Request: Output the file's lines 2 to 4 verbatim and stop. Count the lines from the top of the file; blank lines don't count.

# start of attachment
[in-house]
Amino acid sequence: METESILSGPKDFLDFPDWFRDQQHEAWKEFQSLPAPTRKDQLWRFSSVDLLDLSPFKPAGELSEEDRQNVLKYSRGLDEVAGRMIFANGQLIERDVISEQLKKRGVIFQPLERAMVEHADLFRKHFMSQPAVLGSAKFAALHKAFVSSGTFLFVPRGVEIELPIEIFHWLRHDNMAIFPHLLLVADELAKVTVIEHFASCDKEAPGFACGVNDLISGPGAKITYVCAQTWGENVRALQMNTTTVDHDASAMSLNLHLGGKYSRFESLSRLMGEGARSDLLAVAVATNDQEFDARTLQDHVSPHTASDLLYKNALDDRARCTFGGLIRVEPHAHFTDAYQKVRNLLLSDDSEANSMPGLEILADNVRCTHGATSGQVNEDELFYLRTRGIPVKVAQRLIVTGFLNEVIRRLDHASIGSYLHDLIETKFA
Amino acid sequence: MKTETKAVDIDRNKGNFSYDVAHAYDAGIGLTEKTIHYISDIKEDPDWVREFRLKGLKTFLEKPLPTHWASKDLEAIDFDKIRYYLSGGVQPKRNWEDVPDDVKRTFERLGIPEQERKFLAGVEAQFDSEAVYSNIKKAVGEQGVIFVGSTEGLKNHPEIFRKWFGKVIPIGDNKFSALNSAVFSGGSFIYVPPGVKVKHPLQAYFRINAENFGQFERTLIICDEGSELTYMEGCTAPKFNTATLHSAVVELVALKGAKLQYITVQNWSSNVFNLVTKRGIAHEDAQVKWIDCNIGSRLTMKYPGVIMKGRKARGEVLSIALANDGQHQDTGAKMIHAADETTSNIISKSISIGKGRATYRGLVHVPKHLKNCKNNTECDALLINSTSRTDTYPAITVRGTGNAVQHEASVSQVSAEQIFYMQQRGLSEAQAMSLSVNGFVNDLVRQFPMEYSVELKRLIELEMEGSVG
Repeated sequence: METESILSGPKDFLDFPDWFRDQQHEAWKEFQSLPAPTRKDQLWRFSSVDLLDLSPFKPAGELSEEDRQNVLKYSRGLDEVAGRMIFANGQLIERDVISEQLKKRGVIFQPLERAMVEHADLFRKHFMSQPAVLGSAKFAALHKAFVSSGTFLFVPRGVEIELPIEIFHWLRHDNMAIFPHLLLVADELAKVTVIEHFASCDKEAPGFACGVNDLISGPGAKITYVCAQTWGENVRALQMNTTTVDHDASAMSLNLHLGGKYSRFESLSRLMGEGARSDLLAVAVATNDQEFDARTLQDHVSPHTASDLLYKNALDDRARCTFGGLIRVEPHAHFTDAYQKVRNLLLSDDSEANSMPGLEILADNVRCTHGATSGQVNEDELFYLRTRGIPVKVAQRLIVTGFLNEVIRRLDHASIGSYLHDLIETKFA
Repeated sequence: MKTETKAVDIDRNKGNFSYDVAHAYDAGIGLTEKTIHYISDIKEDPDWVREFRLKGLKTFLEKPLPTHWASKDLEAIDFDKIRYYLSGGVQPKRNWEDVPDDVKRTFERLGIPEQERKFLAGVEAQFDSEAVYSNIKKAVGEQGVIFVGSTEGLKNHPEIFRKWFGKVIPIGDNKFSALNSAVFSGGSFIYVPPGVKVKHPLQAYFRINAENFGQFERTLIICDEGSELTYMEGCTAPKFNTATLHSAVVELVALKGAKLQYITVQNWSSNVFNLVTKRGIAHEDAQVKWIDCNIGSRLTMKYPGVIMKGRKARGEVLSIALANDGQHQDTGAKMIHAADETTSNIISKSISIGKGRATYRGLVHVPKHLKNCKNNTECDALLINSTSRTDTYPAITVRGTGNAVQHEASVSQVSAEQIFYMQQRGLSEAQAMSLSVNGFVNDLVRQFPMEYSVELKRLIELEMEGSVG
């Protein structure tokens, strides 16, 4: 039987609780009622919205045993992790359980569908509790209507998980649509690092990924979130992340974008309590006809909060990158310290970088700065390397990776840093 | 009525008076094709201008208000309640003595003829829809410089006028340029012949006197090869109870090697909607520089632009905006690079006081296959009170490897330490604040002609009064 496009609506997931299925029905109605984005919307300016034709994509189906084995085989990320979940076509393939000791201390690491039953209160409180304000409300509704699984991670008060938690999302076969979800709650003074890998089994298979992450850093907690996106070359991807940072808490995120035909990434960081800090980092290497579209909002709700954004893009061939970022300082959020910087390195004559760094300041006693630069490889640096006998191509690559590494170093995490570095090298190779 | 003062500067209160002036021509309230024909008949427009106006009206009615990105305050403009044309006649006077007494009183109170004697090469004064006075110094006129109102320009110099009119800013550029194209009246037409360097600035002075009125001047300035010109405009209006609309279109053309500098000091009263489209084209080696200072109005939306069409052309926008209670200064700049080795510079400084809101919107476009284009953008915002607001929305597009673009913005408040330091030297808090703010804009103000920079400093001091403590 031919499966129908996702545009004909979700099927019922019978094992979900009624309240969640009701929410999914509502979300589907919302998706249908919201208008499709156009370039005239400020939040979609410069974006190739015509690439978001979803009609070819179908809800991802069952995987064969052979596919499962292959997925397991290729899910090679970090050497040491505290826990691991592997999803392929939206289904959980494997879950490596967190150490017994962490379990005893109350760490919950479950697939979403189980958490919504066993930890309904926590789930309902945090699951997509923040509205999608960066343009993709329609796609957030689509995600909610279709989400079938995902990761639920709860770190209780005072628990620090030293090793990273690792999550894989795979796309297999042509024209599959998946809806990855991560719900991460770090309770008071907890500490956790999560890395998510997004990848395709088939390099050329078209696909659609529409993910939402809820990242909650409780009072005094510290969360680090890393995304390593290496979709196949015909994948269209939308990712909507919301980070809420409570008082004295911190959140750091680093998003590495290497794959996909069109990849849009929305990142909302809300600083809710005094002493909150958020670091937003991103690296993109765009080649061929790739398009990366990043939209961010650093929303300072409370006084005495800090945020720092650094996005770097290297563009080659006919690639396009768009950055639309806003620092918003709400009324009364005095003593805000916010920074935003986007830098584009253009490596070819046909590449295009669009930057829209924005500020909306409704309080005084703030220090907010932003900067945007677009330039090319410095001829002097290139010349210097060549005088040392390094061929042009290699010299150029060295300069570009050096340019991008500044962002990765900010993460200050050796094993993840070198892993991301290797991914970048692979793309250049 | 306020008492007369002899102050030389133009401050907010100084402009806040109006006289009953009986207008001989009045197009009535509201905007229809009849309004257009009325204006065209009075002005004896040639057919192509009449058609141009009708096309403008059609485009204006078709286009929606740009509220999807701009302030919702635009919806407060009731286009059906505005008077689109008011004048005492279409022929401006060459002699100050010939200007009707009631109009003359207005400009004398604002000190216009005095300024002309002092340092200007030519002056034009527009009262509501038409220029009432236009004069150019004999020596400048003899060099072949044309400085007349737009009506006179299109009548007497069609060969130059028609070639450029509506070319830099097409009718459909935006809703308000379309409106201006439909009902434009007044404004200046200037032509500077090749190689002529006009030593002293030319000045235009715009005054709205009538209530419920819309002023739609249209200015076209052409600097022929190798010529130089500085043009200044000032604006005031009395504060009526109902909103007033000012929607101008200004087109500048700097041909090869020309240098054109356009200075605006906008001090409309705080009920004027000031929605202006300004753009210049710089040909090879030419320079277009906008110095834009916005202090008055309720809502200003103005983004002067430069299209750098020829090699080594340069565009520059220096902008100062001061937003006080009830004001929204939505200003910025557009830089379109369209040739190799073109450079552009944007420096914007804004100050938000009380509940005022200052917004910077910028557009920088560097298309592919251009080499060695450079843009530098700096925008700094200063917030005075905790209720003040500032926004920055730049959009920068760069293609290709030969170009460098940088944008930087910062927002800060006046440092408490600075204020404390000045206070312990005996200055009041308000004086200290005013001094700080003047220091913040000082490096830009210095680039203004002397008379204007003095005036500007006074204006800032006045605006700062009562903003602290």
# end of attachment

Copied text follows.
Amino acid sequence: METESILSGPKDFLDFPDWFRDQQHEAWKEFQSLPAPTRKDQLWRFSSVDLLDLSPFKPAGELSEEDRQNVLKYSRGLDEVAGRMIFANGQLIERDVISEQLKKRGVIFQPLERAMVEHADLFRKHFMSQPAVLGSAKFAALHKAFVSSGTFLFVPRGVEIELPIEIFHWLRHDNMAIFPHLLLVADELAKVTVIEHFASCDKEAPGFACGVNDLISGPGAKITYVCAQTWGENVRALQMNTTTVDHDASAMSLNLHLGGKYSRFESLSRLMGEGARSDLLAVAVATNDQEFDARTLQDHVSPHTASDLLYKNALDDRARCTFGGLIRVEPHAHFTDAYQKVRNLLLSDDSEANSMPGLEILADNVRCTHGATSGQVNEDELFYLRTRGIPVKVAQRLIVTGFLNEVIRRLDHASIGSYLHDLIETKFA
Amino acid sequence: MKTETKAVDIDRNKGNFSYDVAHAYDAGIGLTEKTIHYISDIKEDPDWVREFRLKGLKTFLEKPLPTHWASKDLEAIDFDKIRYYLSGGVQPKRNWEDVPDDVKRTFERLGIPEQERKFLAGVEAQFDSEAVYSNIKKAVGEQGVIFVGSTEGLKNHPEIFRKWFGKVIPIGDNKFSALNSAVFSGGSFIYVPPGVKVKHPLQAYFRINAENFGQFERTLIICDEGSELTYMEGCTAPKFNTATLHSAVVELVALKGAKLQYITVQNWSSNVFNLVTKRGIAHEDAQVKWIDCNIGSRLTMKYPGVIMKGRKARGEVLSIALANDGQHQDTGAKMIHAADETTSNIISKSISIGKGRATYRGLVHVPKHLKNCKNNTECDALLINSTSRTDTYPAITVRGTGNAVQHEASVSQVSAEQIFYMQQRGLSEAQAMSLSVNGFVNDLVRQFPMEYSVELKRLIELEMEGSVG
Repeated sequence: METESILSGPKDFLDFPDWFRDQQHEAWKEFQSLPAPTRKDQLWRFSSVDLLDLSPFKPAGELSEEDRQNVLKYSRGLDEVAGRMIFANGQLIERDVISEQLKKRGVIFQPLERAMVEHADLFRKHFMSQPAVLGSAKFAALHKAFVSSGTFLFVPRGVEIELPIEIFHWLRHDNMAIFPHLLLVADELAKVTVIEHFASCDKEAPGFACGVNDLISGPGAKITYVCAQTWGENVRALQMNTTTVDHDASAMSLNLHLGGKYSRFESLSRLMGEGARSDLLAVAVATNDQEFDARTLQDHVSPHTASDLLYKNALDDRARCTFGGLIRVEPHAHFTDAYQKVRNLLLSDDSEANSMPGLEILADNVRCTHGATSGQVNEDELFYLRTRGIPVKVAQRLIVTGFLNEVIRRLDHASIGSYLHDLIETKFA